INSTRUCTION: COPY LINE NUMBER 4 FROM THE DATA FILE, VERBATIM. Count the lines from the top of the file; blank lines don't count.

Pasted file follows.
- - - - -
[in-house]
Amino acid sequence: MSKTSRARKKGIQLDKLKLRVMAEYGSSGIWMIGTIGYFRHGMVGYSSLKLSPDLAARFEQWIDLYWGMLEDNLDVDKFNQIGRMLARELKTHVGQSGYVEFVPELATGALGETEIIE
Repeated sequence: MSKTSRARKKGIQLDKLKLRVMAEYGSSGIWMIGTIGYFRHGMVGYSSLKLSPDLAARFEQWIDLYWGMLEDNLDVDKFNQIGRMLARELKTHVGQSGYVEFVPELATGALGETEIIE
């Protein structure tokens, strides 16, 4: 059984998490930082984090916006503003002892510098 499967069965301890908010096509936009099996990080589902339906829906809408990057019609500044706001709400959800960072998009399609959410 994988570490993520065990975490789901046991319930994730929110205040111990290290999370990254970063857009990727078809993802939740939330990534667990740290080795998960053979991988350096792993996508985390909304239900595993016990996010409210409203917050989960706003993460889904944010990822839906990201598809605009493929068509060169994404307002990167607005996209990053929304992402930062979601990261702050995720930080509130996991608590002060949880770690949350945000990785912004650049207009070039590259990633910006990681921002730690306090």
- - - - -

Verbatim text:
């Protein structure tokens, strides 16, 4: 059984998490930082984090916006503003002892510098 499967069965301890908010096509936009099996990080589902339906829906809408990057019609500044706001709400959800960072998009399609959410 994988570490993520065990975490789901046991319930994730929110205040111990290290999370990254970063857009990727078809993802939740939330990534667990740290080795998960053979991988350096792993996508985390909304239900595993016990996010409210409203917050989960706003993460889904944010990822839906990201598809605009493929068509060169994404307002990167607005996209990053929304992402930062979601990261702050995720930080509130996991608590002060949880770690949350945000990785912004650049207009070039590259990633910006990681921002730690306090």